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J Neurosci. 1998 Mar 15;18(6):2231-8.

Alterations in dopamine release but not dopamine autoreceptor function in dopamine D3 receptor mutant mice.

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  • 1Department of Neuroscience, Finch University of Health Sciences, Chicago Medical School, North Chicago, Illinois 60064-3095, USA.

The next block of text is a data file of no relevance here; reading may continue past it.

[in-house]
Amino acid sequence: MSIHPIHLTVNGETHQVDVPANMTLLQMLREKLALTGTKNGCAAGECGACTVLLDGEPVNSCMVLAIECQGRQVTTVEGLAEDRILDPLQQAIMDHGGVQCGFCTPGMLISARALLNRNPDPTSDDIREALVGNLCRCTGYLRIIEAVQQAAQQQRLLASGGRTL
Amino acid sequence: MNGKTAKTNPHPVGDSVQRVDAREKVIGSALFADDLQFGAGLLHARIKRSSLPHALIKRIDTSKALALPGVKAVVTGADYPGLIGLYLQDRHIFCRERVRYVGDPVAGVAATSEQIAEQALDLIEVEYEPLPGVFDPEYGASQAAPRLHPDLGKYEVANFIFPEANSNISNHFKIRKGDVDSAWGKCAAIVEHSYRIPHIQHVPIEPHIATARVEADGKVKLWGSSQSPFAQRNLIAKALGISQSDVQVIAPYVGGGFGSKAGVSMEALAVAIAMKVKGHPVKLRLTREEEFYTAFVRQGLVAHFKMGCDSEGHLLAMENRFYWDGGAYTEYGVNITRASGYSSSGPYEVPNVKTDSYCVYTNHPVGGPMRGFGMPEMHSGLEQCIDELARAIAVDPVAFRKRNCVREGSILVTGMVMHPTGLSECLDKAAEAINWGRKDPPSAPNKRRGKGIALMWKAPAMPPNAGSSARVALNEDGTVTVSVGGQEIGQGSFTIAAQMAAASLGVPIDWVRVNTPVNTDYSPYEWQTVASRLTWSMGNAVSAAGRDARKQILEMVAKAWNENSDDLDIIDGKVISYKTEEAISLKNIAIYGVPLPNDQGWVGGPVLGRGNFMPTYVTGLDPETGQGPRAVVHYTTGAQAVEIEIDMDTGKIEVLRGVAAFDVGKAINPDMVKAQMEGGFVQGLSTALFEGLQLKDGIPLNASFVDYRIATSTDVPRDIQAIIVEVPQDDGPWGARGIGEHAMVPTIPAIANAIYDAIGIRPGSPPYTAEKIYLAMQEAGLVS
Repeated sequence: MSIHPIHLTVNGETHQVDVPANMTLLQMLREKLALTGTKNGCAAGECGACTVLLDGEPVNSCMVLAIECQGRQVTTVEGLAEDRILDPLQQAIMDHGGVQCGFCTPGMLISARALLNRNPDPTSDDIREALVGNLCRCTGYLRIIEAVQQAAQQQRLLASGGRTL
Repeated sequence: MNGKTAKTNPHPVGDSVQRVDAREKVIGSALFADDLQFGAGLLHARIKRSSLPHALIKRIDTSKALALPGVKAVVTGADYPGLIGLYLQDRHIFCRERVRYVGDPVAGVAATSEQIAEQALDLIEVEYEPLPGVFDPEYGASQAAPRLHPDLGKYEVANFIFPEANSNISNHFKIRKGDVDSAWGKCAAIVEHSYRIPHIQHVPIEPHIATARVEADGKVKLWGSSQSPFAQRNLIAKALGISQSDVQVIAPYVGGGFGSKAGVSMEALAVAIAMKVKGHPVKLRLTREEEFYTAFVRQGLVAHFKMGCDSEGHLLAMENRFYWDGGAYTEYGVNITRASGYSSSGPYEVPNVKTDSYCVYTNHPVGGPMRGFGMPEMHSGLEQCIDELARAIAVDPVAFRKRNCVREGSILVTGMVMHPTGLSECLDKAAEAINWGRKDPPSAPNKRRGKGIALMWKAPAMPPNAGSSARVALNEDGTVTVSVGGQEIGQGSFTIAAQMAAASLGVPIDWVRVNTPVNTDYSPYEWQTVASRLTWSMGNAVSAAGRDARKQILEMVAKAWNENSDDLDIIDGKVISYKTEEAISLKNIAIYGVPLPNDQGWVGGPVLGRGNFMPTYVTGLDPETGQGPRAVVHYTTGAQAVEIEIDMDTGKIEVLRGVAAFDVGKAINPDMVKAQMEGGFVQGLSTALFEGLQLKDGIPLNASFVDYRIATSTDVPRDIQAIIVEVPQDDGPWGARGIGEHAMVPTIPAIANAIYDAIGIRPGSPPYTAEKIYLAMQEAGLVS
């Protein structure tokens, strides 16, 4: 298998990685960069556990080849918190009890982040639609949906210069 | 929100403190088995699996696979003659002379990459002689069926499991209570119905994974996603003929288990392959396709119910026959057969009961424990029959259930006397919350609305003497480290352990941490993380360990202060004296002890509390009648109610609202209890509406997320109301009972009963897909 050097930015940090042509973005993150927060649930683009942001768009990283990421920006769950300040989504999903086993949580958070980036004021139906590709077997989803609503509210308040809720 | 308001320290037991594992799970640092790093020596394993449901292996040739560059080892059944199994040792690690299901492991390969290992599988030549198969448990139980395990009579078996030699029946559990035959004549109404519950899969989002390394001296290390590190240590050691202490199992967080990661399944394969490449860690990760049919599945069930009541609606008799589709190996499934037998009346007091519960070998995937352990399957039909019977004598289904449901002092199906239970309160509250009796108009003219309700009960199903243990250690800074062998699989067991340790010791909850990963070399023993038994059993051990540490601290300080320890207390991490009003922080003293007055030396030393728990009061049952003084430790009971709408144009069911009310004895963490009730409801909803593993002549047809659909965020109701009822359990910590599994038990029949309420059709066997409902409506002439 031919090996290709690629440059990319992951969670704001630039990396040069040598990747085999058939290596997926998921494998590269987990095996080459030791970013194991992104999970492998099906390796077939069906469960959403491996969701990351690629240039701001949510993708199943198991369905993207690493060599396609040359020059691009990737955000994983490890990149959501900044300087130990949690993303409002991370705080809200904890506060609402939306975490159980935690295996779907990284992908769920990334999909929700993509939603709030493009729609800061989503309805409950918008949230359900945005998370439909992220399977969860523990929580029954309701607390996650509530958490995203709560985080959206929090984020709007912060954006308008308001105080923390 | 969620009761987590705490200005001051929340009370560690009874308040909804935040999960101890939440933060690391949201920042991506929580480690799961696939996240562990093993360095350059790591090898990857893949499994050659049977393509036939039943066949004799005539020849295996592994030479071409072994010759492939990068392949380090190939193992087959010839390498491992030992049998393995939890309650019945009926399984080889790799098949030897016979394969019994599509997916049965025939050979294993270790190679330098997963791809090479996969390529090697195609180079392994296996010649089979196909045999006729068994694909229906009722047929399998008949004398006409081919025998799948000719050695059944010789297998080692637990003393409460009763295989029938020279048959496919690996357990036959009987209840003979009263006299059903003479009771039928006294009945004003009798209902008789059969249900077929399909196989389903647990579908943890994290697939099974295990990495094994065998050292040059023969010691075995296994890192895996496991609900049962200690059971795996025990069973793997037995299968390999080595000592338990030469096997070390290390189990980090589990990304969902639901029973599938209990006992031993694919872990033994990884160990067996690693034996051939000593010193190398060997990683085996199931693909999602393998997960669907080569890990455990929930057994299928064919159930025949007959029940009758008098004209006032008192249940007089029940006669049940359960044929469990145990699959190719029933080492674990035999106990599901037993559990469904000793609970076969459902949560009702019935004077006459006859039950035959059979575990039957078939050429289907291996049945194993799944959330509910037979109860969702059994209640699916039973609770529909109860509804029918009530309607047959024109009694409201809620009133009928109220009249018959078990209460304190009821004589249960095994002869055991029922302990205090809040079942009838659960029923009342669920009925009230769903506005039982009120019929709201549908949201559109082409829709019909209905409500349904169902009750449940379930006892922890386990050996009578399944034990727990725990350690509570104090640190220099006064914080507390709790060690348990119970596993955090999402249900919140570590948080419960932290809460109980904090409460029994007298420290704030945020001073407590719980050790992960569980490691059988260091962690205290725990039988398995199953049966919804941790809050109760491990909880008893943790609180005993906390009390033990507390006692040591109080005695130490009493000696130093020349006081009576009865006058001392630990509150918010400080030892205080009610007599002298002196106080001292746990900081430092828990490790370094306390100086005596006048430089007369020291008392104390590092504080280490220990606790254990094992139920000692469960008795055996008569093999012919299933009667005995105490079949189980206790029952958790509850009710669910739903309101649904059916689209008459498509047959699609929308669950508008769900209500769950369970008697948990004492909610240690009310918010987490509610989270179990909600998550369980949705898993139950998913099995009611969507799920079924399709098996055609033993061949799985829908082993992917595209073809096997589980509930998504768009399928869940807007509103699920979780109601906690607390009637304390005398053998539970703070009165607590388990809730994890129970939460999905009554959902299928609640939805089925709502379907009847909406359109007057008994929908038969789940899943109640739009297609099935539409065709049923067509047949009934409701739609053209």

Dopamine (DA) autoreceptors expressed along the somatodendritic extent of midbrain DA neurons modulate impulse activity, whereas those expressed at DA nerve terminals regulate both DA synthesis and release. Considerable evidence has indicated that these DA autoreceptors are of the D2 subtype of DA receptors. However, many pharmacological studies have suggested an autoreceptor role for the DA D3 receptor. This possibility was tested with mice lacking the D3 receptor as a result of gene targeting. The basal firing rates of DA neurons within both the substantia nigra and ventral tegmental area were not different in D3 receptor mutant and wild-type mice. The putative D3 receptor-selective agonist R(+)-trans-3,4,4a, 10b-tetrahydro-4-propyl-2H,5H-(1)benzopyrano(4,3-b)-1,4-oxazin+ ++-9-ol (PD 128907) was equipotent at inhibiting the activity of both populations of midbrain DA neurons in the two groups of mice. In the gamma-butyrolactone (GBL) model of DA autoreceptor function, mutant and wild-type mice were identical with respect to striatal DA synthesis and its suppression by PD 128907. In vivo microdialysis studies of DA release in ventral striatum revealed higher basal levels of extracellular DA in mutant mice but similar inhibitory effects of PD 128907 in mutant and wild-type mice. These results suggest that the effects of PD 128907 on dopamine cell function reflect stimulation of D2 as opposed to D3 receptors. Although D3 receptors do not seem to be significantly involved in DA autoreceptor function, they may participate in postsynaptically activated short-loop feedback modulation of DA release.

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